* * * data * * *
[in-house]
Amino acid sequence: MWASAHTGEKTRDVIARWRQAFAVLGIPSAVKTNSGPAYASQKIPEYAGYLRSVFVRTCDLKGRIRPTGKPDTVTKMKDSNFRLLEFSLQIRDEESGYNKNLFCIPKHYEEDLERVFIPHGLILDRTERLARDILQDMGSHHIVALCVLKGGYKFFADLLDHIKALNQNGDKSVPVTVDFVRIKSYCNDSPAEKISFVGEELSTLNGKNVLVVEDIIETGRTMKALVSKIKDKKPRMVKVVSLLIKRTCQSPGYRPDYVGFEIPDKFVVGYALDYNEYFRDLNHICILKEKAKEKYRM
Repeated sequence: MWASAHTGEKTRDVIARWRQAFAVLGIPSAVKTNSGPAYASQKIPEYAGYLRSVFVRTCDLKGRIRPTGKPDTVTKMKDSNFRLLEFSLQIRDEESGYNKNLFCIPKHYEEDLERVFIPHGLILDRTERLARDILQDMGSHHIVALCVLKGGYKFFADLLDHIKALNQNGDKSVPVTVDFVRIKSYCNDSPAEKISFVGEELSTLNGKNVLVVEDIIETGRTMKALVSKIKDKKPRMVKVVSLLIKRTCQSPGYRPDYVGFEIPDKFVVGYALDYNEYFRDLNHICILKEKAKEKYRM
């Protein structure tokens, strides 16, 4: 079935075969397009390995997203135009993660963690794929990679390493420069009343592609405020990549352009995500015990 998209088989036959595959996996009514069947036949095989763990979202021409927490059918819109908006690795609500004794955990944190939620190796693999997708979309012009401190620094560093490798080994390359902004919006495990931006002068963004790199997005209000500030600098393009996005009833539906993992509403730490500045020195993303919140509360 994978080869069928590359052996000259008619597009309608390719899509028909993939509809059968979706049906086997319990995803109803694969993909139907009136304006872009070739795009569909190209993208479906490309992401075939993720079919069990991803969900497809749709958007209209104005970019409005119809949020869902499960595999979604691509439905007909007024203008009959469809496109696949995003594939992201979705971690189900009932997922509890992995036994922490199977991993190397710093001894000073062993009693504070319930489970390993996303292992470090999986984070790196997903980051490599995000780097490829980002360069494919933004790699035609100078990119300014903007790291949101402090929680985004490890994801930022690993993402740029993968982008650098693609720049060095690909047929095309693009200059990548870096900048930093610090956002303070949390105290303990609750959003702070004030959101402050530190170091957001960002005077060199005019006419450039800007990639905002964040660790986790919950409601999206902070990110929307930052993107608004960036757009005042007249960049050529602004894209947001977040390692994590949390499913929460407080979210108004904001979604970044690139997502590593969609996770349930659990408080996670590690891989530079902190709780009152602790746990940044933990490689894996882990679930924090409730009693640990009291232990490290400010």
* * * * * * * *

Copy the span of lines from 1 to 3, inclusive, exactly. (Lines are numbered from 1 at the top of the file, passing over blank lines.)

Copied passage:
[in-house]
Amino acid sequence: MWASAHTGEKTRDVIARWRQAFAVLGIPSAVKTNSGPAYASQKIPEYAGYLRSVFVRTCDLKGRIRPTGKPDTVTKMKDSNFRLLEFSLQIRDEESGYNKNLFCIPKHYEEDLERVFIPHGLILDRTERLARDILQDMGSHHIVALCVLKGGYKFFADLLDHIKALNQNGDKSVPVTVDFVRIKSYCNDSPAEKISFVGEELSTLNGKNVLVVEDIIETGRTMKALVSKIKDKKPRMVKVVSLLIKRTCQSPGYRPDYVGFEIPDKFVVGYALDYNEYFRDLNHICILKEKAKEKYRM
Repeated sequence: MWASAHTGEKTRDVIARWRQAFAVLGIPSAVKTNSGPAYASQKIPEYAGYLRSVFVRTCDLKGRIRPTGKPDTVTKMKDSNFRLLEFSLQIRDEESGYNKNLFCIPKHYEEDLERVFIPHGLILDRTERLARDILQDMGSHHIVALCVLKGGYKFFADLLDHIKALNQNGDKSVPVTVDFVRIKSYCNDSPAEKISFVGEELSTLNGKNVLVVEDIIETGRTMKALVSKIKDKKPRMVKVVSLLIKRTCQSPGYRPDYVGFEIPDKFVVGYALDYNEYFRDLNHICILKEKAKEKYRM